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Journal of Pregnancy
Volume 2018, Article ID 5896901, 8 pages
Research Article

HIV-TB Coinfection among 57 Million Pregnant Women, Obstetric Complications, Alcohol Use, Drug Abuse, and Depression

1Texas Southern University, 3100 Cleburne Street, Houston, TX 77004, USA
2Department of Family & Community Medicine, Baylor College of Medicine, 3701 Kirby Drive, Suite 600, Houston, TX 77098, USA

Correspondence should be addressed to Hamisu M. Salihu; ude.mcb@uhilas.usimah

Received 2 August 2017; Revised 1 December 2017; Accepted 5 December 2017; Published 1 January 2018

Academic Editor: Fabio Facchinetti

Copyright © 2018 Dorian Fernandez et al. This is an open access article distributed under the Creative Commons Attribution License, which permits unrestricted use, distribution, and reproduction in any medium, provided the original work is properly cited.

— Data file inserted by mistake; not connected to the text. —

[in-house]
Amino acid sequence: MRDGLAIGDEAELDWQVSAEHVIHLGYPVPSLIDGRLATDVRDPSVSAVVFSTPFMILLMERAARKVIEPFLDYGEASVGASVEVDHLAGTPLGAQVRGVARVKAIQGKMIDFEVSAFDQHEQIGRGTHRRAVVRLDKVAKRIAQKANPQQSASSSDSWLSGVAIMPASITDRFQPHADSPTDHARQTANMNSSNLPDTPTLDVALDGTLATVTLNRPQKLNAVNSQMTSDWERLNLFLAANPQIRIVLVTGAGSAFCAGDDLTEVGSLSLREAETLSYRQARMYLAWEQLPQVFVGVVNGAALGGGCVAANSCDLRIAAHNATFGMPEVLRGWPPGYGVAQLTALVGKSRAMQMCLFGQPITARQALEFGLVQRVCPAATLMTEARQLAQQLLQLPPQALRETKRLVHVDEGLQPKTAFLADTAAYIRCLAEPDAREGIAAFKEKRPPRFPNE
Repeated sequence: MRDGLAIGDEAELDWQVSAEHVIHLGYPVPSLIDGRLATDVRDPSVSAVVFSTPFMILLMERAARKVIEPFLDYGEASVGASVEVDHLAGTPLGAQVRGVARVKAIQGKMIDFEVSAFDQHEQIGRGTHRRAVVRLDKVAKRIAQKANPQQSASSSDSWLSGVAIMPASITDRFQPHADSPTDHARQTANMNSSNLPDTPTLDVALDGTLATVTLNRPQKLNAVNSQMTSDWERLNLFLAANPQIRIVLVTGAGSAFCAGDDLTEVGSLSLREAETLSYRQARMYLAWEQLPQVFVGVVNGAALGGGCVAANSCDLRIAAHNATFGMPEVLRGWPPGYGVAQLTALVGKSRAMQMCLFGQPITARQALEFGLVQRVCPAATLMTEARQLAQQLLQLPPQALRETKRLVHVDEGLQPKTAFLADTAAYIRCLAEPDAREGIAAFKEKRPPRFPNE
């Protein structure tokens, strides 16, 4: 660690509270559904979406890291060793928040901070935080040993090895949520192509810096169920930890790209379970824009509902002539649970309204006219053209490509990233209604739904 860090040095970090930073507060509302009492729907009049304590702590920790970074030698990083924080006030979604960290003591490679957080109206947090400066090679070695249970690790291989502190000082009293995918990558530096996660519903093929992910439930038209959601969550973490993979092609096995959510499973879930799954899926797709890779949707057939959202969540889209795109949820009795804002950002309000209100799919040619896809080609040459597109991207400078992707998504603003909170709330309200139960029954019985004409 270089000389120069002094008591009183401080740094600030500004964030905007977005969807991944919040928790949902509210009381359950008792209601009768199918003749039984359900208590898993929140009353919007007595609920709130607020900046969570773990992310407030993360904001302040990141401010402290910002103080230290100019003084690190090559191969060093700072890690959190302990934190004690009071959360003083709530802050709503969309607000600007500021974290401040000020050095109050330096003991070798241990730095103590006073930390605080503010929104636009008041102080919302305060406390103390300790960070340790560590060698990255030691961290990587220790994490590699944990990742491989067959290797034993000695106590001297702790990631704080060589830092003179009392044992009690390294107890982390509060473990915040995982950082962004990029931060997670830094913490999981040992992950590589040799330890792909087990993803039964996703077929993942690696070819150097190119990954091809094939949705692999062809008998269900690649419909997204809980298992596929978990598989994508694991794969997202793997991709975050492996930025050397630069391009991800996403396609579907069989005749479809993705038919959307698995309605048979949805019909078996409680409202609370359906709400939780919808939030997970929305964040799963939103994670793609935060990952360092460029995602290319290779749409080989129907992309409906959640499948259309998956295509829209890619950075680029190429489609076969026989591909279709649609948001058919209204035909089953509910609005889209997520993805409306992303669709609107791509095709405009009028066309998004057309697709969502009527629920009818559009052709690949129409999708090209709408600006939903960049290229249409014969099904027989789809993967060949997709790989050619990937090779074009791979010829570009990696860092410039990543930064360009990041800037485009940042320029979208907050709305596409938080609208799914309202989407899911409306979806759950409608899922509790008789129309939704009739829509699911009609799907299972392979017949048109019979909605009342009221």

Objective. HIV and tuberculosis represent diseases of major public health importance worldwide. Very little is known about HIV-TB coinfection among pregnant women, especially from industrialized settings. In this study, we examined the association between TB, HIV, and HIV-TB coinfection among pregnant mothers and obstetric complications, alcohol use, drug abuse, and depression. Method. We examined inpatient hospital discharges in the United States from January 1, 2002, through December 31, 2014. We employed multivariable survey logistic regression to generate adjusted estimates for the association between infection status and study outcomes. Results. We analyzed approximately 57 million records of pregnant women and their delivery information. HIV-TB coinfection was associated with the highest risks for several obstetric complications, alcohol use, and drug abuse. The risk for alcohol abuse was more than twice as high among HIV-monoinfected as compared to TB-monoinfected mothers. That risk gap more than doubled with HIV-TB coinfection. Both HIV-monoinfected and HIV-TB coinfected mothers experienced similarly increased risks for depression. Conclusions. Mothers with HIV-TB coinfection experienced relatively heightened risks for obstetric complications, alcohol use, and drug abuse. The findings of this study underscore the importance of augmenting and enhancing social and structural support systems for HIV-TB coinfected pregnant women.